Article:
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Sep 17, 2012, Vol. 18, No. 01 • By JAY WEISER
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The media satire extended to cable: Brenda became the liberal voice of a screamfest hosted by conservative Slash Burns (a Bill O’Reilly look­alike), but it turned out that he loved the abuse; it hooked viewers. Forced off his show after the murder of his mistress/junior staffer, hyperambitious hottie Très Smart, Burns does the Washington version of St. Paul on the road to Damascus, working the analogous shtick as a liberal cable host who had seen the error of his ways. (Poor Très violated a core Brenda Starr mistress principle: Buy a large life insurance policy even before you go out to buy milk.) Plots could be prescient: A fake janitor stole The Flash’s unpublished scoops for a competitor years before Rebekah Brooks’s similar trick for News of the World came to light.

Brenda’s villains were Nietzschean Superman-wannabes ripped straight from the headlines, like preachy environmentalist/guitarist/artesian water adulterator Spring Chicwater (with a striking resemblance to rock star Sting) and celebrity chef/ex-con/Paul Prudhomme clone Rock Roquefort. Most memorably, Schmich created what she calls “a string of shrewd older women.” Mrs. Burns (Slash’s mother) was so retro that she never even got a first name. Channeling Maggie from Bringing Up Father, she wielded her rolling pin to smash three skulls into oblivion before plying Brenda with home-baked poisoned cookies. (Mrs. Burns ultimately lost the mother of all mother-in-law/daughter-in-law battles, dueling Slash’s wife with shovels over Brenda’s open grave as she sought to bury Brenda alive.)

Most of the women were high-powered professionals. Game-fixing ­Viennese sports psychologist Dr. Anna List (“Etics is like BMW—nice but not necessary”) comforted tearful athletes with a box of tissues next to her Freudian couch—and hypnotized Brenda to kill on command at the word “Pulitzer.” Emotionally desperate Dr. Dolores Pain spirited Basil from her EMT unit to a remote mountain retreat, where she danced around his IV gurney singing “I Feel Pretty.” Book editor Snootella, with a stable of bestselling fake authors and an exquisite pageboy hairdo that shimmered and danced as if auditioning to join Anna Wintour, killed to keep giving readers the false truths they craved.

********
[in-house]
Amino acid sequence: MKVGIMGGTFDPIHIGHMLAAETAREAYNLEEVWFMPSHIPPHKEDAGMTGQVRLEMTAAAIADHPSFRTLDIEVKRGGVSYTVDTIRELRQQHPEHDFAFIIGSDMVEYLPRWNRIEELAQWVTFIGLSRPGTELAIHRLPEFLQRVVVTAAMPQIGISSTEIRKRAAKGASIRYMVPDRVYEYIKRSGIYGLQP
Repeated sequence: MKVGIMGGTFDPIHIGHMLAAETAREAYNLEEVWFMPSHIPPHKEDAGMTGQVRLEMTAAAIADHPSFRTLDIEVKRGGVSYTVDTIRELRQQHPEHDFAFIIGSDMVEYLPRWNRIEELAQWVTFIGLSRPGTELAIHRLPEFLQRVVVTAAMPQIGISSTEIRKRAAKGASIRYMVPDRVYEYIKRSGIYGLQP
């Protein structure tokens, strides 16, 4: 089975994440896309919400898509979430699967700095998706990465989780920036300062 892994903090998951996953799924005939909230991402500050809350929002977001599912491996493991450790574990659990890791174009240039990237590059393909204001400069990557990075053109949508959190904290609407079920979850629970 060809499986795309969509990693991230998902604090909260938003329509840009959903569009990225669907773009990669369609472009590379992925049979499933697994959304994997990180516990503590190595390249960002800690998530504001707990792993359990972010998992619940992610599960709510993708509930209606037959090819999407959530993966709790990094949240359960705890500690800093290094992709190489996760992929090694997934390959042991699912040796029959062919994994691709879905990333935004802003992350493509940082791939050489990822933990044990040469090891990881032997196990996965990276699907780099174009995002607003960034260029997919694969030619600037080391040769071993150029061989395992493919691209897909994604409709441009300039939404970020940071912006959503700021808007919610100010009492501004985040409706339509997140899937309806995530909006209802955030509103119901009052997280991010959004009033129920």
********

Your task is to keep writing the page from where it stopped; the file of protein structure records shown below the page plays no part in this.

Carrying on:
Most shaded was Lady Trumpster, who, like her doppelgänger Katherine Graham, earned her newspaper empire the old-fashioned way: through her husband’s sudden death. Lady Trumpster’s professional success came at a family cost: Lear-like, she constantly lamented the limitations of her twin henchmen sons. In a London speedboat chase set against a fast-receding Tower Bridge (one of Brigman’s best sequences), one son failed to drown Brenda despite dumping her, drugged, into the Thames, while the other, zooming behind, betrayed his mother by fishing the star reporter out of the deep.  

Brenda was constantly in peril: clapped with earphones blasting Springsteen’s hits at killer decibel levels; bound with chicken-basting thread as Rock ignited a grease fire (“I’ll bet Ellen Goodman doesn’t get tied up this much,” she whined); awaiting defenestration in a fake murder-suicide. Messick had bequeathed Schmich a
character who was a bit of a ditz. But where that other working-woman comics ditz, Cathy, could only say “Ack!” at each reverse, Brenda—a combination of Nick and Nora Charles without the money, Philip Marlowe without the gloom, Don Quixote without the illusions, and Columbo with an inner life—unditzed herself to expose the corruption behind the luxurious façades.

Brenda Starr finally married Basil St. John in 1976 (President Ford congratulated the couple), and then divorced him, but the mystery man kept coming back. (Readers demanded it, Schmich reports.) Endlessly ruminating over the relationship, Brenda couldn’t move on, even while comatose in the hospital, mumbling about decades of failures to the excruciation of her visiting colleagues.

Typically for the postfeminist world, Brenda’s solace was a constructed family: When not rescuing Brenda,
gay hairdresser-turned-entertainment-reporter Uncle Spiff would engage her in long philosophical walks.
Spy-turned-Oprahfied-talk-show-host Wanda Fonda was a close friend—and, awkwardly, the mother of Basil’s son Sage. When Basil vanished yet again, leaving Wanda on her own, Brenda, like any devoted turn-of-the-century pre-stepmother, was present for the birth of the child, and later chaperoned the eye-patched, mixed-race boy on a journey to find his father in the mythical Central Asian republic of Kazookistan.

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